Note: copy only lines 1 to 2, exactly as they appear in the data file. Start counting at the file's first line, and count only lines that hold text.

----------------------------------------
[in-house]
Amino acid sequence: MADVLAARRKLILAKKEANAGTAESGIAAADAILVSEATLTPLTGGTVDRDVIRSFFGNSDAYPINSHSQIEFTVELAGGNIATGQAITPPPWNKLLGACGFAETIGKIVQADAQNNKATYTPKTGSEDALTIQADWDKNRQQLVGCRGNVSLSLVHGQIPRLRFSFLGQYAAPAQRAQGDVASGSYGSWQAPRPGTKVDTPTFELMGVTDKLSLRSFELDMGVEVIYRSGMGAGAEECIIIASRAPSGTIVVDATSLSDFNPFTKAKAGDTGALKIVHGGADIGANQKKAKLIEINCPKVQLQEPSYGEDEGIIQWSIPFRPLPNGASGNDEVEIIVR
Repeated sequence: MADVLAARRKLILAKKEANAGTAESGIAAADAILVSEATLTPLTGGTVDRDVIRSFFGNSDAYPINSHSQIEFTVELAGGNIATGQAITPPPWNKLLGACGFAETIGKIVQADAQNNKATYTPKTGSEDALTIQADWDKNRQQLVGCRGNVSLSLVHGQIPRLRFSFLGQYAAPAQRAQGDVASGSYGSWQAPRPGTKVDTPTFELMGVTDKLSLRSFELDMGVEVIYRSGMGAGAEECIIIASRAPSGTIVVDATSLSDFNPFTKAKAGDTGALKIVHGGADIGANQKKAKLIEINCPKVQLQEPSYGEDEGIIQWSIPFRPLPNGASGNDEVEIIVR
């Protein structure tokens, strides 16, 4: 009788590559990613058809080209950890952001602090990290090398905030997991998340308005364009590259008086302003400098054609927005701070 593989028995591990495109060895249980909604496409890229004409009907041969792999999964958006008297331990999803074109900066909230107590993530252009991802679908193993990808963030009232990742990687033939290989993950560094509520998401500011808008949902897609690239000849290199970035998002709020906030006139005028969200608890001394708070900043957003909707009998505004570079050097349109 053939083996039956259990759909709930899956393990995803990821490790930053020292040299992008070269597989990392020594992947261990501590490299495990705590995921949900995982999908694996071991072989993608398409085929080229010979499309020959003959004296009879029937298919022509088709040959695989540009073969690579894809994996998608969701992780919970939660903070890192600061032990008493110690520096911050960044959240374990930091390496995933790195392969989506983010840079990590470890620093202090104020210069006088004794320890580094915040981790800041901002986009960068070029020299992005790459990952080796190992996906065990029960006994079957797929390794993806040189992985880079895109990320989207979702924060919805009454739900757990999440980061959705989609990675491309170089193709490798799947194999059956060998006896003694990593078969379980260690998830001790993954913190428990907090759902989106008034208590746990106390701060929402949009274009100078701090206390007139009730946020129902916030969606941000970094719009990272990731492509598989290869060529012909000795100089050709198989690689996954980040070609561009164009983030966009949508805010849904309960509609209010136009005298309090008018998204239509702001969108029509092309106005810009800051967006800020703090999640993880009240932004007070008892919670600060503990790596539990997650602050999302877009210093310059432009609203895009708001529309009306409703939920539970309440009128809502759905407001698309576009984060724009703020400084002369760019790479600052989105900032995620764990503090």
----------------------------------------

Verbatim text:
[in-house]
Amino acid sequence: MADVLAARRKLILAKKEANAGTAESGIAAADAILVSEATLTPLTGGTVDRDVIRSFFGNSDAYPINSHSQIEFTVELAGGNIATGQAITPPPWNKLLGACGFAETIGKIVQADAQNNKATYTPKTGSEDALTIQADWDKNRQQLVGCRGNVSLSLVHGQIPRLRFSFLGQYAAPAQRAQGDVASGSYGSWQAPRPGTKVDTPTFELMGVTDKLSLRSFELDMGVEVIYRSGMGAGAEECIIIASRAPSGTIVVDATSLSDFNPFTKAKAGDTGALKIVHGGADIGANQKKAKLIEINCPKVQLQEPSYGEDEGIIQWSIPFRPLPNGASGNDEVEIIVR